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Page 12 • April 17, 2015 • Pleasanton Weekly
Get into the swing of summer safety
n n o e C c p tion m a C
Summer is a time of playground fun, swimming, boating, biking, camping and other outdoor activities. Unfortunately, these activities can lead to a higher risk of injuries. In fact, according to the Safe Kids U.S. Summer Ranking Report, summer is known as “trauma season” among U.S. public health and medical professionals because unintentional deaths and serious injuries increase dramatically among children during these months. “Sustaining a serious injury can be a lifealtering event for a child,” said Dale Stauss, chairman of the Board of Directors for Shriners Hospitals for Children. “We see patients every day with injuries caused by accidents, and we are committed to raising awareness about how to stay safe this summer.” The good news is that many of these injuries may be preventable. Here are some tips from Shriners Hospitals for Children to help your family enjoy a fun, injury-free summer.
Go Outside and Play The physical and mental health benefits of outdoor play are great for children. It provides opportunities for exercise, creative expression, stress reduction and access to a free and natural source of vitamin D — sunlight. Before sending kids out to play, make sure they always wear shoes to protect feet from cuts, scrapes and splinters, and wear sunscreen to protect from sunburns and harmful ultra-violet rays.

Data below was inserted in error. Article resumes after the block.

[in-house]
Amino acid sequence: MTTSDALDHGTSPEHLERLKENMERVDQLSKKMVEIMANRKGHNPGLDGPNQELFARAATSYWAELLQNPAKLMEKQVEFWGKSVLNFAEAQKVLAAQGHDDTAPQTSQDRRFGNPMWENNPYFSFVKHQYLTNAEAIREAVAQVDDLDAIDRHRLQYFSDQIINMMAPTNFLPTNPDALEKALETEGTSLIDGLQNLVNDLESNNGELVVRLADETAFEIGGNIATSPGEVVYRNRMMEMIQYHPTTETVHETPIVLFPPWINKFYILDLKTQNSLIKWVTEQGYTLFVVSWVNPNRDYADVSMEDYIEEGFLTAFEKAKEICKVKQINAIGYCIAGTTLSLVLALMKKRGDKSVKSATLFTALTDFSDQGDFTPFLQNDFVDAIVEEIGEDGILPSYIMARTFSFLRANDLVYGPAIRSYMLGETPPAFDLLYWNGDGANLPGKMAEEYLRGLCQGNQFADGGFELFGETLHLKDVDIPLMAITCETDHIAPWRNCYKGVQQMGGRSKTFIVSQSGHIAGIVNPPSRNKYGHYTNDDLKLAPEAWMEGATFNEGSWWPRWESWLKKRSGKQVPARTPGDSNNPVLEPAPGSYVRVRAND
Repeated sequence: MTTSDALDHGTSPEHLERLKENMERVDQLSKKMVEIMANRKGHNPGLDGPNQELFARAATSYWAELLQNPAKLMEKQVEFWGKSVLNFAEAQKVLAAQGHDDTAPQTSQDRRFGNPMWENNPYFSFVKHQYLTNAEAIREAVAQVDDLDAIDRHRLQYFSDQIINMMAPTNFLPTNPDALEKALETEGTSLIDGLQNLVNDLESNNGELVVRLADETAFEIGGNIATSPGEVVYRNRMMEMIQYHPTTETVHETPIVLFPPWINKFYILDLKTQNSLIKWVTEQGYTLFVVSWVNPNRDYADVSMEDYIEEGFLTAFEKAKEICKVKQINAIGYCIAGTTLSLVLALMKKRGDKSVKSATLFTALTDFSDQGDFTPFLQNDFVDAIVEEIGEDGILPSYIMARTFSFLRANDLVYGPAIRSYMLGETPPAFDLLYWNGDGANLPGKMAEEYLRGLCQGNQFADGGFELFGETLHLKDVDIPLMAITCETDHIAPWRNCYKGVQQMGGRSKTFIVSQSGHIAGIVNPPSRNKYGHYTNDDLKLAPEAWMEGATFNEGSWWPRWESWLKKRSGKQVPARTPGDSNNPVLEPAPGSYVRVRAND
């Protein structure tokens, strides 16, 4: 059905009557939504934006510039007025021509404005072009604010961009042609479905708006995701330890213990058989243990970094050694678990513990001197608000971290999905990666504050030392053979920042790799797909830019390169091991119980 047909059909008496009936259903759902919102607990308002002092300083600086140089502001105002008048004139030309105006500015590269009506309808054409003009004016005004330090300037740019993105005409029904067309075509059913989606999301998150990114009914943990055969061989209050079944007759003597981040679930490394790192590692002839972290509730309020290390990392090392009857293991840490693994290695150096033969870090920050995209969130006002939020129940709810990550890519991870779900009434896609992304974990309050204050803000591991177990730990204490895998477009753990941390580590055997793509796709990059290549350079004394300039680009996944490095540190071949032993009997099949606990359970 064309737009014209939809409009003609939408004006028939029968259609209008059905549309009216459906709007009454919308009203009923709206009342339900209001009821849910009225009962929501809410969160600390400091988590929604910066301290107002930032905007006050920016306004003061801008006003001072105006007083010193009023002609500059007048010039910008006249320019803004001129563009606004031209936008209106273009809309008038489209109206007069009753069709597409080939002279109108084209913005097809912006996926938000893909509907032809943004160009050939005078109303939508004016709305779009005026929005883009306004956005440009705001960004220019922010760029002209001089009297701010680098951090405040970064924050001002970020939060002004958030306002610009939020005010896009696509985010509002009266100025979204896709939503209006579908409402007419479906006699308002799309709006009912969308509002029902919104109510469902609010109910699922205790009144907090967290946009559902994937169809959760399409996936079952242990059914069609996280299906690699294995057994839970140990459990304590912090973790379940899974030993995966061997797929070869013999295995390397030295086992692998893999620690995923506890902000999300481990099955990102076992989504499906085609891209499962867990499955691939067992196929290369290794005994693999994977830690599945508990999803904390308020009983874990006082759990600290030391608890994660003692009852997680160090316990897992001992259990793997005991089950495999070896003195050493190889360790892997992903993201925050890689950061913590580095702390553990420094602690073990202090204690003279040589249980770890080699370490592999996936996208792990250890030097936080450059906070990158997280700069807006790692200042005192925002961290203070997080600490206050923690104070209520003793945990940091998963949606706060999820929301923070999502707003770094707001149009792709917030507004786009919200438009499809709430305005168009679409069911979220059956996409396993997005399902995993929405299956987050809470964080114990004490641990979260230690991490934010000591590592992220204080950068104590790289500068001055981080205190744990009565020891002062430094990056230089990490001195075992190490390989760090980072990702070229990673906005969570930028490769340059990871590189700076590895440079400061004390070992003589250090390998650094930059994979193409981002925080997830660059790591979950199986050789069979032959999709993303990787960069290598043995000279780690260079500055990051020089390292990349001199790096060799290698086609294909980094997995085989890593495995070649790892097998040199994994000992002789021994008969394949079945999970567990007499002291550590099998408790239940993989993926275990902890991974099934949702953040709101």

Playground 101 The Centers for Disease Control and Prevention reports that every year emergency departments treat more than 200,000 children ages 14 and younger for playgroundrelated injuries. Before your kids head to the
playground, keep these precautions in mind: • Choose parks and playgrounds that are appropriate for their age and offer shockabsorbing surfaces. • Teach children that pushing and shoving on the playground can result in accidents and injuries. • Remind kids to go down the slide one at a time and to wait until the slide is completely clear before taking their turn. Teach them to always sit facing forward with their legs straight in front of them and to never slide down headfirst. • Remind children to swing sitting down. Encourage them to wait until the swing stops before getting off and to be careful when walking in front of moving swings.